A-G briefed on Lieberman case

Weinstein not due to make decision on fraud, money laundering affair this month.

By
February 4, 2010 20:01
1 minute read.
Foreign Minister Avigdor Lieberman in Hungary.

lieberman glasses profile 311 AP. (photo credit: AP)

Freshly appointed Attorney General Yehuda Weinstein was briefed by
state prosecutors on the police investigation into Foreign Minister
Avigdor Lieberman, Hebrew media reported on Thursday.

The Justice Ministry did not immediately reply to a request seeking
confirmation of the meeting.

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According to reports, the meeting was attended by state prosecutor
Moshe Lador,  the head of the State Prosecution Economic Department,
atty. Avia Elef, and other state prosecutors who had accompanied
police during the investigation.

Weinstein has only begun studying the case materials, and is not
expected to make any decision on the case over the coming month,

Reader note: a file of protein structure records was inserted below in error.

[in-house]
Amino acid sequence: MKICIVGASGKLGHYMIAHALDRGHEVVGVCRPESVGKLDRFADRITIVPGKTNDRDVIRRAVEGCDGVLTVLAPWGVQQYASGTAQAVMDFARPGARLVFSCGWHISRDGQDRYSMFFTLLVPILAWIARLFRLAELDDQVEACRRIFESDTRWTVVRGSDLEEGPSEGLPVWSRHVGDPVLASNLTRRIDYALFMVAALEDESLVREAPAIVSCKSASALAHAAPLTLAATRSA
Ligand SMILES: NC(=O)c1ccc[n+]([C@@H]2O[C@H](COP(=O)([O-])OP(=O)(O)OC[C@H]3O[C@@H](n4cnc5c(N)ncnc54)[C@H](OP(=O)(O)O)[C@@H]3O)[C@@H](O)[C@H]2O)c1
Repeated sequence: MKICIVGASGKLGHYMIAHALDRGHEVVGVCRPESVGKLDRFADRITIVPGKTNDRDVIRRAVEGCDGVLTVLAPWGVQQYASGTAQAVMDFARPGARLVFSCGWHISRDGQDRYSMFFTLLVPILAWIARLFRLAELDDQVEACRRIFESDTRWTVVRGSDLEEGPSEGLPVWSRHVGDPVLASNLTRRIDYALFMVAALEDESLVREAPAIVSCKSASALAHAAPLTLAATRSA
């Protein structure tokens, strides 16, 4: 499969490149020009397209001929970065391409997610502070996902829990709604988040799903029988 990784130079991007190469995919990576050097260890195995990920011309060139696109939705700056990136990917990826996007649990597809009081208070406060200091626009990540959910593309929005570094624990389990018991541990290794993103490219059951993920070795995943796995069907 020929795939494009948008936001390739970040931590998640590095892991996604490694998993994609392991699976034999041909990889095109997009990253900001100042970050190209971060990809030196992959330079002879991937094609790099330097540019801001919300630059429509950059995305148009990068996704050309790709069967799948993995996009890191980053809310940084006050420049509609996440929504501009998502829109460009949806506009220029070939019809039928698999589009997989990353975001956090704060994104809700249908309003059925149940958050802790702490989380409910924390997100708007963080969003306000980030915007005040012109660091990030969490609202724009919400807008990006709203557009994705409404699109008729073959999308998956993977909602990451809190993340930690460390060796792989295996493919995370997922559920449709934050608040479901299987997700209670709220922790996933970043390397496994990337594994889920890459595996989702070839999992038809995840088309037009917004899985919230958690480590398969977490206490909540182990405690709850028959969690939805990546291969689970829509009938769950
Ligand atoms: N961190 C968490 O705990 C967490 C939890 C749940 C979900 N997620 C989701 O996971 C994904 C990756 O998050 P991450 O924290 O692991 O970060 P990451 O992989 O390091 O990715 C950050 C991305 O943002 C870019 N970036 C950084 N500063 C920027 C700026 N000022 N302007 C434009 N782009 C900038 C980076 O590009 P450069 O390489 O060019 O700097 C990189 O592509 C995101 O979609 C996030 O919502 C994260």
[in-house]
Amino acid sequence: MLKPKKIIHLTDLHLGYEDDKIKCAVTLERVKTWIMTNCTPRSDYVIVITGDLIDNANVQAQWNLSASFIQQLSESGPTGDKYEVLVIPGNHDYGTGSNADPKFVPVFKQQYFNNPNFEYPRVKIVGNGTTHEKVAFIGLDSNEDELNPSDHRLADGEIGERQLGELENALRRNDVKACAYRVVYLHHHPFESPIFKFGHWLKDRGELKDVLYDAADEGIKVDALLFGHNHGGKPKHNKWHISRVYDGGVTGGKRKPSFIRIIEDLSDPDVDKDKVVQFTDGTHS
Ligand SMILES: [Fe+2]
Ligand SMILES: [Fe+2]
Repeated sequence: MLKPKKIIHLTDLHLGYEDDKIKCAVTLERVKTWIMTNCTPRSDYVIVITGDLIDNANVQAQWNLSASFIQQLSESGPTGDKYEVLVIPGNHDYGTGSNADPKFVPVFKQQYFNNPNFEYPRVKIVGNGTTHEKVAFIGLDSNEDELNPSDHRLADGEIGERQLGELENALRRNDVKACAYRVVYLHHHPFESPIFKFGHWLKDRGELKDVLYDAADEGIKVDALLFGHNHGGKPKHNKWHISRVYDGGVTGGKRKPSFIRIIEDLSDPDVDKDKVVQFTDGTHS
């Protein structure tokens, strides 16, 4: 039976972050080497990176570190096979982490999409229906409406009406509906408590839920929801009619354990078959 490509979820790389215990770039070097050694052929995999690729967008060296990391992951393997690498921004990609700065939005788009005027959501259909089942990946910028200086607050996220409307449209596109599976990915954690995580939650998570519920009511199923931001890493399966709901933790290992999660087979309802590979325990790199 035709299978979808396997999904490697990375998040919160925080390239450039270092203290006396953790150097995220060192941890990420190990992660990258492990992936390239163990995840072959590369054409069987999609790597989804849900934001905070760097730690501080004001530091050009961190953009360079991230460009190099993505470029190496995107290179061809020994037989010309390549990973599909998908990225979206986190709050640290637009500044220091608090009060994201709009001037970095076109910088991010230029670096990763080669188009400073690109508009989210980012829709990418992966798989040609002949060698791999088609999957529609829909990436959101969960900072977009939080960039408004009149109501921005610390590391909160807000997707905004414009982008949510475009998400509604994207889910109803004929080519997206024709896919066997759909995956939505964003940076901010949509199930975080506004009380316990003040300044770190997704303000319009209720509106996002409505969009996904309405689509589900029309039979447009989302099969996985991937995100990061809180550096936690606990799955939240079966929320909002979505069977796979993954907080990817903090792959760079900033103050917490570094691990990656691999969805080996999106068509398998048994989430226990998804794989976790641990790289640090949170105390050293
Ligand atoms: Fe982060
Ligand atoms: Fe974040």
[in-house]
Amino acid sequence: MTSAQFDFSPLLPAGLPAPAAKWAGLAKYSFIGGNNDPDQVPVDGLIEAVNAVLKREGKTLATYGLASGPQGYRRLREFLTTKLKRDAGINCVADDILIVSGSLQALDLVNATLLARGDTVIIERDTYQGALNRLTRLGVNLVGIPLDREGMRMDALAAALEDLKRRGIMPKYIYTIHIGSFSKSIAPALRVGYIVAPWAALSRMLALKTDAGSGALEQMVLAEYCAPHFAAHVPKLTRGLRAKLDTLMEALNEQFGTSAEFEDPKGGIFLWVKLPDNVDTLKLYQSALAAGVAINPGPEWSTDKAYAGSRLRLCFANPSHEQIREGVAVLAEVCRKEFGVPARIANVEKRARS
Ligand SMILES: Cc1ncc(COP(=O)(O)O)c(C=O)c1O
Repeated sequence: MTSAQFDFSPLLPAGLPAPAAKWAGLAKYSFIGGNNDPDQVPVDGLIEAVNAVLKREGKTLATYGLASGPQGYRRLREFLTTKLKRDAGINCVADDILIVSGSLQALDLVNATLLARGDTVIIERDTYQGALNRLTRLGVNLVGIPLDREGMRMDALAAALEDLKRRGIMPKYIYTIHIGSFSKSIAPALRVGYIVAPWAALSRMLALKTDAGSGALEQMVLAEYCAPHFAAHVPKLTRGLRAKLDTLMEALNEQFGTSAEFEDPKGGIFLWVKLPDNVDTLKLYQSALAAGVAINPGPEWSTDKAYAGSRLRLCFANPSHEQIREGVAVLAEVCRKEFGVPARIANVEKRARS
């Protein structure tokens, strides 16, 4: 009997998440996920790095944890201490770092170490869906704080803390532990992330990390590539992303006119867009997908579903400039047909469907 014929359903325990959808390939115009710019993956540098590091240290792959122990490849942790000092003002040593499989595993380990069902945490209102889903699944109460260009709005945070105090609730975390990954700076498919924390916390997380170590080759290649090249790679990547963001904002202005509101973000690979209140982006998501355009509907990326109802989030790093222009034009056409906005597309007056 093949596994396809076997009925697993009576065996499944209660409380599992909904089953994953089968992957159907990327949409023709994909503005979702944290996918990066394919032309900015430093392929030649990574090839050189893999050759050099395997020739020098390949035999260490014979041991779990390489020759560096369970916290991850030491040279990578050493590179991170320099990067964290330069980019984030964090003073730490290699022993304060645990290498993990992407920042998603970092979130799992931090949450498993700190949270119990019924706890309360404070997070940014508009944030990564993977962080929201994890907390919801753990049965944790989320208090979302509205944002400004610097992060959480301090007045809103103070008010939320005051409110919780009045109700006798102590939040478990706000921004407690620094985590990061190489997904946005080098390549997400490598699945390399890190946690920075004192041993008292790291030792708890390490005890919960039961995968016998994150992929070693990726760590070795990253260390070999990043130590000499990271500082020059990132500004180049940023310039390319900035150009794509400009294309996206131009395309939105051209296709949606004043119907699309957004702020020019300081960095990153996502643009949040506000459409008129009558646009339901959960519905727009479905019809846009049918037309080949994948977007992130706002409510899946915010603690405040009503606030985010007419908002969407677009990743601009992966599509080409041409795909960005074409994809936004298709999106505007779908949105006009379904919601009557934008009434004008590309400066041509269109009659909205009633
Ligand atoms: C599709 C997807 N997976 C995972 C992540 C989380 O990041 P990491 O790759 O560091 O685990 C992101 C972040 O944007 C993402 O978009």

according to reports.

In August 2009, the Israel Police said evidence existed to charge
Lieberman for taking bribes, fraudulently receiving goods, violating
public office, obstructing justice, harassing witnesses, and
laundering millions of shekels using a host of shell companies and
bank accounts.

The recommendation, which carries a surprisingly large number of
charges, came after a special unit of the National Fraud Unit and the
Lahav 433 Unit completed a three-year investigation, headed by
Lt.-Cmdr. Shlomi Ayalon.

A police source told The Jerusalem Post that Lieberman had contacted
witnesses in the investigation despite being asked by police not to do
so, resulting in the recommendations that he be charged with harassing
witnesses and obstruction of justice.



Shortly after the police recommendation was reported, Lieberman issued
a statement saying that the decision was without foundation, and that
he was the victim of political persecution.

"For 13 years the police have conducted a campaign of persecution
against me," he said.

Lieberman said the stronger he and his political party became, the more the campaign to "remove me from public activity" intensified.

"There was not one real reason to open an investigation against me,"
he said, adding that if the suspicions against him were substantiated,
the investigation would not have taken more than a decade.

Herb Keinon contributed to this report


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